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A mature view on Google’s Broad Core Updates

I didn’t want to write this blog post / viewpoint. Within SEO we have this need to blindly publish content and opinions on everything that comes along with the hope of being seen as an authority – often with little to no value being added. I am not that guy. CreativeRace are not that business. But, every time Google publishes a new update, the same cycle of first to publish nonsense ensues that has been going on since Google Caffeine and prior, so I feel it is time to put my mark in the sand.

May 25th saw the official acknowledgment of the May Core Algorithm update. By all means have a read but you will soon realise it doesn’t actually say much. It certainly doesn’t give you a blueprint to turn to should your site suddenly tank. So it is understandable I guess that people turn to SEO practitioners for answers.

Well, the truth is we don’t know. We don’t have a secret phone that rings telling us of these things in advance. Yes, some of us have relationships with various Google representatives but this doesn’t make us privy to an insider track and it shouldn’t. All we can do is analyse the data, take past experiences into account and try to formulate rational reasons as to why certain sites have gained and other have lost out.

What do we really know about these Broad Core Updates?

From what we have seen from past core updates, these major rollouts span much more than a single aspect of how Google works. Certain types of site or activity are often affected more so than others, but it doesn’t seem that Google is taking direct action against a specific type of site such as affiliate sites, a particular type of content such as Your Money or Your Life (YMYL), or a particular technique such as PBNs.

Instead it is Google changing things to move further towards understanding and relevance, based on what it can learn from the Worldwide Web at scale. Sometimes, it looks like Google has simply devalued another group of websites, in effect reducing their ability to pass PageRank and contribute in any way, but in reality it is more likely to be a load of smaller tweaks all bundled together in a way that makes it impossible to reverse engineer or identify what has changed. I love that. I have always come at SEO from the mindset of “what would I do if I ran Google?”

Penguin – bad links – disavow – be less obvious
Panda – bad content – remove or rework – be less obvious.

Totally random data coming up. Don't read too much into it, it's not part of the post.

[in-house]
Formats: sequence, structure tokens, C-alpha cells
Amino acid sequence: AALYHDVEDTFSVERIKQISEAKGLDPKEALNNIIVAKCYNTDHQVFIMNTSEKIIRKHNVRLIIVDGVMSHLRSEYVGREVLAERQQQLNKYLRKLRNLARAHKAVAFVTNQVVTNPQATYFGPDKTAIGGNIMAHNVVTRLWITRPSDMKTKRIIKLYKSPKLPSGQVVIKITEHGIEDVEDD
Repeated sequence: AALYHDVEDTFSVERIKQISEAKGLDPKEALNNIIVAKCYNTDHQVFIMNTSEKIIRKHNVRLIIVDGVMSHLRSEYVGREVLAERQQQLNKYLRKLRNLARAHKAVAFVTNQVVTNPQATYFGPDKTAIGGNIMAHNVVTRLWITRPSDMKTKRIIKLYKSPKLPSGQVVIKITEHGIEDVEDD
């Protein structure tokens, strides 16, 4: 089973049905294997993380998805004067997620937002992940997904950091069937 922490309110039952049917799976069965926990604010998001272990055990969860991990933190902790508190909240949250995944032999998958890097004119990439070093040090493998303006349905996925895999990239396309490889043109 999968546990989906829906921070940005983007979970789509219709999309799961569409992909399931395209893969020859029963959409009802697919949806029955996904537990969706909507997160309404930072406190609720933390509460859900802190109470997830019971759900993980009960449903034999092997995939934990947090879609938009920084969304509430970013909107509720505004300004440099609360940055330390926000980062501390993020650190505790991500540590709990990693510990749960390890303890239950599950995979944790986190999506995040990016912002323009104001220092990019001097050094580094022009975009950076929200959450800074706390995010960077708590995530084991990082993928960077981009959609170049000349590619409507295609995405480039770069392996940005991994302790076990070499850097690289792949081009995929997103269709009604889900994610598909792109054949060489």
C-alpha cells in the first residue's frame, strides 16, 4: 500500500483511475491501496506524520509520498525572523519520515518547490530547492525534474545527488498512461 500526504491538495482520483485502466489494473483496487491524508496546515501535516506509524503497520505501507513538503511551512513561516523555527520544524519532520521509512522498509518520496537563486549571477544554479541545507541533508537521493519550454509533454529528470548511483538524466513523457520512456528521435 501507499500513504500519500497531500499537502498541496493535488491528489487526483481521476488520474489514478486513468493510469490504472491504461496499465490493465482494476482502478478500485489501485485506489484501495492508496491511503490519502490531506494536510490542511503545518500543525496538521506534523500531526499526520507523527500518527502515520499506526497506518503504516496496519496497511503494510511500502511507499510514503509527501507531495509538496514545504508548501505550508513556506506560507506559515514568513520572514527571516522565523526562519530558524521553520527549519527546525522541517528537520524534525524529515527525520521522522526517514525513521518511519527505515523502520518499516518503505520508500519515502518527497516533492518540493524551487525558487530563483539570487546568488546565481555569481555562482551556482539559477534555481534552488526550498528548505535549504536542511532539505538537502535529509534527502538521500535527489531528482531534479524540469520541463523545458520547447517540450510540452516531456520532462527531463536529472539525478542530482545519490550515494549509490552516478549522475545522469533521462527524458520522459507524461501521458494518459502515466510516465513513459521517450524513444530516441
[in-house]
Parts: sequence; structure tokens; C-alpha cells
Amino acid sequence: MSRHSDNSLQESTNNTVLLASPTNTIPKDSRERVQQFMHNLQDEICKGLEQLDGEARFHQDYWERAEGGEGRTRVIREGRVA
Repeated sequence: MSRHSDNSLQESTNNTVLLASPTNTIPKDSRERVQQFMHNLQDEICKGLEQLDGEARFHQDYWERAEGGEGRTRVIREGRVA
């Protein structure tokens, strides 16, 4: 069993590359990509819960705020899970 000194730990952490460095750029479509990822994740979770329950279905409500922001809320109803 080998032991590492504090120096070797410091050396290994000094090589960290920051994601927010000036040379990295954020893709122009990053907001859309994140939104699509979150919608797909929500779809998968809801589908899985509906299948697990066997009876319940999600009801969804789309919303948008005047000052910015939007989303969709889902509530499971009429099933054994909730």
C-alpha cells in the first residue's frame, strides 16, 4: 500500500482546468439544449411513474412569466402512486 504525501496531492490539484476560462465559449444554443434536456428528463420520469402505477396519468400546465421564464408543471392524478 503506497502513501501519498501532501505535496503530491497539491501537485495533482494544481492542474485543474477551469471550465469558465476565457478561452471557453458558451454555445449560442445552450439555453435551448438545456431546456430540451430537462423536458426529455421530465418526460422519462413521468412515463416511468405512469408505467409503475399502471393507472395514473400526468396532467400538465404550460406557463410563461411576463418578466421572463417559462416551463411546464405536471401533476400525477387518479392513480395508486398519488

Rolling multiple things together is what I would do.

Do Google know what is going on?

While “It is all done by AI now so even Google don’t know what is going on” is an exciting string to consider, it isn’t true. Everything is documented. There isn’t this self-developing thing preparing to take over the world. Yes, Google sometimes make mistakes. It is impossible not to when you consider the size of testing that would be required to avoid error. This is probably the reason why Google can’t make any massive changes – it’s more a case of incremental tweaks over time that hopefully all add up to something massive.

How should I adapt post May 2022?

Firstly, wait prior to making any fundamental changes. It takes time for this scale of update to really kick in and the spikes or cliffs you may be currently seeing might have reverted within the next two weeks without any major change.

If they do stick, we always advise taking an honest look at how you stack up against your competitors from the lens of your users. Are you a brand in their eyes? Do you have the same levels of trust? Are you supporting your users, digitally, to the same level?

SEO has been more than tech, links and content for a long time now, and it is important to look beyond these three staple SEO battlegrounds.

There will be occasional anomalies where someone ranks and you think they shouldn’t. Look deeper. Look at your competitors as a set rather than individuals and – more importantly – look internally.

Once the dust has settled, there may not be anything to change. You might be on the right track and the next update might benefit you without any massive changes to strategy. Or you may realise that your current efforts are in vain.

Here you need to take a realistic stance on can you genuinely compete with what Google currently favours. The chances of Google suddenly seeing those terrible links or those automated thin pages as gold dust are infinitely small.

Remember, Google doesn’t care if you rank or not. It isn’t that granular. If the first 20 results are good enough, job done. If they are not, the PPC ads should fill that void. If they don’t then maybe you didn’t search for the right thing, cue ‘people also asked’…